Emergency Dental Care

It is very important to be prepared in case your child has an emergency. Even though we wish that they wouldn’t, emergencies do happen. Being educated and knowing what to do in an emergency can be the difference between losing and saving a tooth.

In the event of an after hours or weekend emergency please text or call Dr. Stout at (805) 602-0402 (and attach a photo if possible)

If you are not able to reach us, go to the nearest emergency center.

Some common emergencies may include but are not limited to:

-Avulsed tooth (knocked out)
If a tooth is avulsed, make sure it is a permanent tooth (primary teeth should not be replanted).

Keep the patient calm.

Find the tooth and pick it up by the crown (the white part). Avoid touching the root.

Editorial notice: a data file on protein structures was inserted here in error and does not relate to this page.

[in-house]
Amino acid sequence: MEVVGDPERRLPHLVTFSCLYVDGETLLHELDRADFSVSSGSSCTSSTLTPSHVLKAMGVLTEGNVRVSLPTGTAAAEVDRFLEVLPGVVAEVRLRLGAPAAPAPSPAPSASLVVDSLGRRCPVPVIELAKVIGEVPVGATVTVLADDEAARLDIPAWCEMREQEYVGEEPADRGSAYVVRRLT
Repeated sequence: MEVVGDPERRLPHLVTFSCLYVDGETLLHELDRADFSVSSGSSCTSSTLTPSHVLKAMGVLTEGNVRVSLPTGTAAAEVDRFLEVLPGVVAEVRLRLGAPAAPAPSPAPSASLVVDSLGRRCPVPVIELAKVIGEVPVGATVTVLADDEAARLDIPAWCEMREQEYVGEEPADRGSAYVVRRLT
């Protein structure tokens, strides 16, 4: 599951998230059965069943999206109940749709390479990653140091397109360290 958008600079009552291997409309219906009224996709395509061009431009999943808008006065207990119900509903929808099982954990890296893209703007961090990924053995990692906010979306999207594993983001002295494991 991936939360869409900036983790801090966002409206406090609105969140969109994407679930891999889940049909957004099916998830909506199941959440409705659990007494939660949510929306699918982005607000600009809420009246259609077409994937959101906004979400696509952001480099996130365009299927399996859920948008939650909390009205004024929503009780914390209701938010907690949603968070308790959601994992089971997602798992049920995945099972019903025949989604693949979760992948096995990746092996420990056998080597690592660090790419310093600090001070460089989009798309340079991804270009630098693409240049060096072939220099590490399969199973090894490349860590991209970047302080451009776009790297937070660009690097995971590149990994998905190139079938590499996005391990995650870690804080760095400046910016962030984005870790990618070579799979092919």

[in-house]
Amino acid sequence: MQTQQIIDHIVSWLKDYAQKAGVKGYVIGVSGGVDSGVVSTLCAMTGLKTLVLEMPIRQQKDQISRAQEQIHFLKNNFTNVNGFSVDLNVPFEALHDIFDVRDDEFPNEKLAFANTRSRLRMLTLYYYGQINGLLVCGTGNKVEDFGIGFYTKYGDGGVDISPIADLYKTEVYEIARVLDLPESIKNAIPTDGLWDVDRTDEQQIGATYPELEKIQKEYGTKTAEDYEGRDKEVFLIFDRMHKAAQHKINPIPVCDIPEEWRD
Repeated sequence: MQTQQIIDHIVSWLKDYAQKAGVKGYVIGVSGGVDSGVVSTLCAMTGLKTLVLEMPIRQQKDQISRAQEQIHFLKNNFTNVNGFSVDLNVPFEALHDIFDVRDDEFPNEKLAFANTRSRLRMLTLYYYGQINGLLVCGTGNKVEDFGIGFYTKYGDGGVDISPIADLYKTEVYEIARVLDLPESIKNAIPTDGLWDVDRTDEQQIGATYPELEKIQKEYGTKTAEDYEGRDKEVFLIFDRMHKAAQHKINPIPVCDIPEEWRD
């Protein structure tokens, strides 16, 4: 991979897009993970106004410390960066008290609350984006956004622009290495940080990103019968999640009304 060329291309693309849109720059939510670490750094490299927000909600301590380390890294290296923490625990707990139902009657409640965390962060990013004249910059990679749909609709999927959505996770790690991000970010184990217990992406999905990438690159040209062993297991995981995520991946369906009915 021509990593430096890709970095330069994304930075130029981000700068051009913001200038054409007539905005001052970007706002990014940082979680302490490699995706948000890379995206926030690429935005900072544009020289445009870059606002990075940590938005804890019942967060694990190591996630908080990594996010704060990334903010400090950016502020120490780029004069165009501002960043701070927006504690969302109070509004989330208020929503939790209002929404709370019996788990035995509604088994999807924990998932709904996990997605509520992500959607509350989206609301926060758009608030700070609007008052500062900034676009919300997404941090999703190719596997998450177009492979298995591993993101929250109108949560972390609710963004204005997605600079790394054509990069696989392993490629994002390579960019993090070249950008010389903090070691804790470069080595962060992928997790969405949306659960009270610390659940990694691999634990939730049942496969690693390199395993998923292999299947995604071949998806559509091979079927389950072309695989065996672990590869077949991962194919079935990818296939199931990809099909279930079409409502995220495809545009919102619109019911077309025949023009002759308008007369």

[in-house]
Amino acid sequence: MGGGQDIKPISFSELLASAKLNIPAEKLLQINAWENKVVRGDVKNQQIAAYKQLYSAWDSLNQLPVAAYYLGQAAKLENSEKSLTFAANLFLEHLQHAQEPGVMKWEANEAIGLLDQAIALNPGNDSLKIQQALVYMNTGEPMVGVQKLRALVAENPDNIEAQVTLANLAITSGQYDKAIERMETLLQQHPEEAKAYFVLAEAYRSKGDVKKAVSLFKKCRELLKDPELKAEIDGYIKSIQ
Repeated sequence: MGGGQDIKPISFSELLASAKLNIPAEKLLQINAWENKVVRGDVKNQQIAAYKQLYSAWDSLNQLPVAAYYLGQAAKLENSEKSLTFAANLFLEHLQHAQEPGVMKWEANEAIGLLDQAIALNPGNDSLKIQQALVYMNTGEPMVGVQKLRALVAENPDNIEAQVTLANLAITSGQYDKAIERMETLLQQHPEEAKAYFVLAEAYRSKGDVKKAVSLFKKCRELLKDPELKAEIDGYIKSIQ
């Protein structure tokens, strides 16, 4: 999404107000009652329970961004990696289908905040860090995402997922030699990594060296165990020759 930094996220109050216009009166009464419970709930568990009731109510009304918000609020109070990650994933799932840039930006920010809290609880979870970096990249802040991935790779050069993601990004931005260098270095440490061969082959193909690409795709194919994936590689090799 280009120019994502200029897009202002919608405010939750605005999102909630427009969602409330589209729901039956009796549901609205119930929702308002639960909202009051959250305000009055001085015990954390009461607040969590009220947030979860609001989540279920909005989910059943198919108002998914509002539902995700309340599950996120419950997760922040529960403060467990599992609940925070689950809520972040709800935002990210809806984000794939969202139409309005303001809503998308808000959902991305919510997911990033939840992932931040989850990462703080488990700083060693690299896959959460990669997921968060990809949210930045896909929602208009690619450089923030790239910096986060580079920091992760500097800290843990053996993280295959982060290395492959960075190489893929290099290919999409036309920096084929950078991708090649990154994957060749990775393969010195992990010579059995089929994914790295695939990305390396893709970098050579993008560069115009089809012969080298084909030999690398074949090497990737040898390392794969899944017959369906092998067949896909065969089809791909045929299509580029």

If the tooth is dirty, rinse it gently in milk, saline or in the patient’s saliva and encourage the patient/parent to replant the tooth in the original position in the jaw.

Bite on a handkerchief to hold the replanted tooth in position.

If immediate replantation is not possible, place the tooth in a suitable storage medium available at the emergency site. This should be done quickly to avoid dehydration of the root surface. A suitable storage media for avulsed teeth are milk, HBBS, saliva (after spitting into a glass for instance) or saline. Although water is a poor medium, it is better than leaving the tooth to air-dry.

Seek emergency dental treatment immediately.

– A permanent tooth with a fracture that exposes the pulp (bleeding or a red spot can be seen in the center to the remaining tooth) Save the tooth fragment if possible and store in milk, saline or patients saliva

– A tooth pushed out of position that makes it difficult to close or bite

– Toothache keeping a child up at night and/or causing facial swelling

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